What is simple? Why is it a good thing?
Finding many small changes you can make to simplify average days at home will add up to significantly more calmness and drastically less stress. I think you’ll be surprised if you also try making similar little tweaks that reduce the load of decision making in the day to day. Let’s dig into what simple means and how to get it.
How stressed are we? How can we eliminate stress and also learn better responses to stressful situations? What is simple, anyway?
Systems can help promote peace and productivity and reduce the stress of fatigue and decision-making. But not just any system or every system will.
One core principle I have found that helps keep life sane is simplicity. When you think simplicity you might think not owning much, keeping the house sparse, or not doing much. But simplicity does not have to mean minimalism.
Simple is keeping a one-piece life.
Tsh Oxenreider in her book Organized Simplicity, defines simplicity as “living holistically with your life’s purpose.” So what does it mean to live holistically? Tsh writes:
Holistic living means that your spiritual, relational, emotional, intellectual, physical, and financial lives are working together.
Living simply means you have a focus and direction, and all aspects of your life cohere around that focus and help move it forward. It means you do not have compartmentalized portions of your life. It means your energies are not scattershot across a wide field, aiming at no target other than forward momentum.
Simple is knowing what you’re doing.
An often overlooked element of simplicity is the simplicity and calm peace of mind that routines and habits bring. Routines and habits are ways we make decisions one-time so that we don’t have to reevaluate and make a judgment call on each and every step we take. Habits are decisions carried on automatically.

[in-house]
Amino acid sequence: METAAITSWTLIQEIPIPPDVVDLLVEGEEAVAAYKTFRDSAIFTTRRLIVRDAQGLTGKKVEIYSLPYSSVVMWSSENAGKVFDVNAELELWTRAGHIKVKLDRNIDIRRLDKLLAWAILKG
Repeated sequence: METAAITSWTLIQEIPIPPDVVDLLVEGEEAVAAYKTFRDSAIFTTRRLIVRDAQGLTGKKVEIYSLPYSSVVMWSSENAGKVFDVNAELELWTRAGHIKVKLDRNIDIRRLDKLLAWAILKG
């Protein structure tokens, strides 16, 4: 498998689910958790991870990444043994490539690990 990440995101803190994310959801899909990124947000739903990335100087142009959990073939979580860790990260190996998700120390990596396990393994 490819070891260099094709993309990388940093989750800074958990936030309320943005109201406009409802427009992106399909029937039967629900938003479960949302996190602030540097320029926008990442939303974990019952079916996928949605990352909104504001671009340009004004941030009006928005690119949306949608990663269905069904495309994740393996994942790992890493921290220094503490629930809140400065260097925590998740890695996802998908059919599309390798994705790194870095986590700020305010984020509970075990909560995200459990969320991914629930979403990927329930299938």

They are a great way to simplify life because they reduce decision fatigue, leaving more brain-cells free to deal with life happening as you go along. Whatever you can decide ahead of time and put on autopilot, try to do so; try to build it into a habit.
Brushing your teeth is a habit. You don’t argue with yourself about doing it or contemplate whether or not now is the right time for it; you just do it as part of your routine without thinking. How many things do you do every day that you could turn into habits instead of decisions? If we take details concerning the ordinary events every day, like what to eat for breakfast, what to wear, when to get up in the morning, when to start the laundry, when to start dinner, and turn these judgement calls into automatic habits, then we will gain “decision points” for more important decisions or willpower-draining activities that will come up in the day.
Building habits is a way to simplify our lives and free up mental energy.
How do you keep life simpler?
Before you can figure out what simple home systems will help you most, you need to declutter. But don’t start with decluttering your home! Start by decluttering your head!
Get your thoughts corralled, gain clarity, and become calm and collected.
- Get gospel-focused advice and encouragement.
- Level up your plans and progress, one step at a time.
- Find accountability with likeminded women without any social media drama.
- Experience the homemaking mentoring you’ve always wanted.
(or save with a quarterly or annual plan)